Year of the Pickup: not Realized Yet

by : Anthony Fontanelle

The brawny Chevy Silverado and the impressive Toyota Tundra can tow ten axle-busting tons between them. That is to show how powerful the pickups that the industry has. Unfortunately, mainstream bruisers are hurting the sales of pickups. This is why critics are wondering whether, 2007 which is said to be the Year of the Pickup, is really realized.

This year is supposed to be pushing the edge of the pickups. As a fact, it is expected that sales of revamped models like the Silverado, Tundra, GMC Sierra and the Ford Super Duty will be pushed to new heights. The could be found wanting. But the sales demise could be brought by other compelling factors.

The Toyota Motor Corp. said that it wanted to sell 200,000 Tundras this year. Four months into the year, though, full-size pickup sales declined by about five percent from the same period a year ago and that is a fall analysts did not expect and one that privately frustrates automakers. Analysts added although a five percent dive might not seem dramatic, truck sales last year were mediocre, held down by aging vehicles and rising gas prices. With four new models in the seven-truck segment, the drop this year is especially disappointing, they noted.

The Japanese automaker intends to sell 200,000 Tundras this year, or about 16,600 trucks a month. While Tundra sales are rising, they had not hit 16,600 through April, analysts divulged. As powerful as the new trucks are, they are fighting fierce economic headwinds that include a slumping housing market, higher mortgage payments and rising gas prices, analysts added.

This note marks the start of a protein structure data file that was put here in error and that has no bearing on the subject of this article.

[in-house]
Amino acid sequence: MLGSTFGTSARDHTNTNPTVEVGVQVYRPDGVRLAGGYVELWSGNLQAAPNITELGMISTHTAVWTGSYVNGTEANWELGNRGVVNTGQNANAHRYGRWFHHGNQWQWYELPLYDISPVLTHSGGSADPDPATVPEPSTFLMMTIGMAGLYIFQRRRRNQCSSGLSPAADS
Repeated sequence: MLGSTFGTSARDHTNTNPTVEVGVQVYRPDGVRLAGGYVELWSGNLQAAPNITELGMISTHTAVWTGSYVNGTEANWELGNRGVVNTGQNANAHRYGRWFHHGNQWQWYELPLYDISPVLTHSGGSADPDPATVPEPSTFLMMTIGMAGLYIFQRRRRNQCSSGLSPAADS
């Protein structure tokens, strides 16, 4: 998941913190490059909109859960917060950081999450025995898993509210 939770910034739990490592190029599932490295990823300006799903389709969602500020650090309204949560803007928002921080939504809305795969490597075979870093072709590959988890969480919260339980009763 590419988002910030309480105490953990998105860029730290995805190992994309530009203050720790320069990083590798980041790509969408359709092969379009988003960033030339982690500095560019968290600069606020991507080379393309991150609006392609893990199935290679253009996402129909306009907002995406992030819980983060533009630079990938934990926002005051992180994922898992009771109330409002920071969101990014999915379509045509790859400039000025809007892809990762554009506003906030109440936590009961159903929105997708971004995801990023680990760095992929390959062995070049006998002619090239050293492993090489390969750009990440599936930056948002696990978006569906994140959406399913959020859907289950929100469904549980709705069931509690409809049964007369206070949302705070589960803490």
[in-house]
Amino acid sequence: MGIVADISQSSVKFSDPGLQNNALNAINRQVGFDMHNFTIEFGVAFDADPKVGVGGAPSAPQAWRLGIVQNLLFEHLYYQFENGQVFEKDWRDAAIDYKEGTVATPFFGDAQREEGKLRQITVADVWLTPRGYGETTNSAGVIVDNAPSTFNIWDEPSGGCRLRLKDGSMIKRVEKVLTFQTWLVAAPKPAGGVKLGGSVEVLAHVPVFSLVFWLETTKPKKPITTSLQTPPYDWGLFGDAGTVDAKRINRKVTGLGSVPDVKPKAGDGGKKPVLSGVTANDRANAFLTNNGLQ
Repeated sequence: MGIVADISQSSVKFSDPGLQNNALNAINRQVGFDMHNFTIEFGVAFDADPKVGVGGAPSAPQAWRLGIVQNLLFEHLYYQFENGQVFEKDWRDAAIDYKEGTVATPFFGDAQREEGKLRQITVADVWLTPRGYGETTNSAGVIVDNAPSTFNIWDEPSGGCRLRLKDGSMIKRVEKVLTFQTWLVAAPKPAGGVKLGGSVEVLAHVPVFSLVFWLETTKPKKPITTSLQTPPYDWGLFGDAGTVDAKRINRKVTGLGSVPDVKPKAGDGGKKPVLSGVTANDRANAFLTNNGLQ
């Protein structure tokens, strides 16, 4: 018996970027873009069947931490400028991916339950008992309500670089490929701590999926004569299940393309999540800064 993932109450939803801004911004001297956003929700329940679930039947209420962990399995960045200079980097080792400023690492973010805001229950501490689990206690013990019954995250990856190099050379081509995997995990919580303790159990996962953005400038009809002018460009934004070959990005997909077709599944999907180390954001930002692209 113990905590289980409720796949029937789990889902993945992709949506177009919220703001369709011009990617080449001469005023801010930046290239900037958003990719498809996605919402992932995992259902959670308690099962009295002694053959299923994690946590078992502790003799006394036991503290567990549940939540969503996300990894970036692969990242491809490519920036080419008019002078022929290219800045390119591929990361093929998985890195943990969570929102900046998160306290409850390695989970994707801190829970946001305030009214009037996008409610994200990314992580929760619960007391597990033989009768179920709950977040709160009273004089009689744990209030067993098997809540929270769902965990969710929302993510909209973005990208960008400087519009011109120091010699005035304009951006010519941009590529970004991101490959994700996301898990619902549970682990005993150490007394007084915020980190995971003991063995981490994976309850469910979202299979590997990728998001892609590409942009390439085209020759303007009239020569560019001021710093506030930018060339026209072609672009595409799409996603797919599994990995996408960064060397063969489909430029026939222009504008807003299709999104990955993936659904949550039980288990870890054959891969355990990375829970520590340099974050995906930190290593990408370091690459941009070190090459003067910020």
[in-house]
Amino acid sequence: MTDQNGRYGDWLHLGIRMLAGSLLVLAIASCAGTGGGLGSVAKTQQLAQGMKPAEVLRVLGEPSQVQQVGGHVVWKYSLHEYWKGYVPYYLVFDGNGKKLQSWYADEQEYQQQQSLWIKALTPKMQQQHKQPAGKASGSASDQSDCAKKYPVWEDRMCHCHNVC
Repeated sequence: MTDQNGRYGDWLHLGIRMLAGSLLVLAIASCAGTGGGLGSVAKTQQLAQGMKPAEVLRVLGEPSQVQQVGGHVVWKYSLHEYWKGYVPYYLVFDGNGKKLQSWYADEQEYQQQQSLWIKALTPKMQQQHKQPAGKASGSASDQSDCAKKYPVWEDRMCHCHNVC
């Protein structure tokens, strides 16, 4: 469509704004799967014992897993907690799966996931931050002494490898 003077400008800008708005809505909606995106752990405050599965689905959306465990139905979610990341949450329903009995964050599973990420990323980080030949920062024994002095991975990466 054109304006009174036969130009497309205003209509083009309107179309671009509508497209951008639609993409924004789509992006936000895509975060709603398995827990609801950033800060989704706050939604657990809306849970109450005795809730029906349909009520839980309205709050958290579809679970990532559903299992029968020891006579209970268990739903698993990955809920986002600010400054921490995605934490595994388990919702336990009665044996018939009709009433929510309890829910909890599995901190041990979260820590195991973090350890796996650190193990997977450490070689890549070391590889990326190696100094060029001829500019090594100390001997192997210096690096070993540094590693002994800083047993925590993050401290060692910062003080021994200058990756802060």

"Housing starts aren't what they should be, so people in the business aren't buying," said Jack Nerad, the executive market analyst at Kelley Blue Book. "I think $3-a-gallon gas is a factor. But a lot of it is just the perception that this might not be a great time to buy a big, fuel-thirsty vehicle."

Though the Tundra, Silverado and the Sierra began arriving at dealerships, they have incentives on them and are likely to get more. "We came to market with what we know is a very, very competitive product that stands up to anything in the segment, and I think our sales volumes are very good for this point in the launch," said Brian Smith, Toyota's corporate manager of truck operations.

In April, the average incentive on a pickup was $3,333 and that amount is only slightly lower than $3,570 a year earlier, said Jesse Topak, the executive director of industry analysis at "They will keep adjusting prices until they get the volume where they want it," he added.

But incentives are likely to hurt significant pickup profits this year. "There won't be as much profit as they used to get, and Toyota will probably be the biggest loser," said Todd Turner, the president of Car Concepts of Thousand Oaks. "They had a lot of research and development cost with the Tundra. Now, with incentives, they could be getting less return on that volume."

For years, pickups have been the hot selling vehicles in the United States with the Ford F-series pickup on the lead, followed by the Chevy Silverado and the Dodge Ram, respectively. However, the segment's unsatisfactory performance did not surprise one veteran analyst. "I said last year that were it not for the new product, the underlying economics want the segment to go down. That may happen anyway," said George Pipas, the sales analysis manager at Ford.

He added, "I think sales in this (pickup) category may not match last year's sales, which were down ten percent," he said. "The only way sales are going to match last year's is if incentives go up."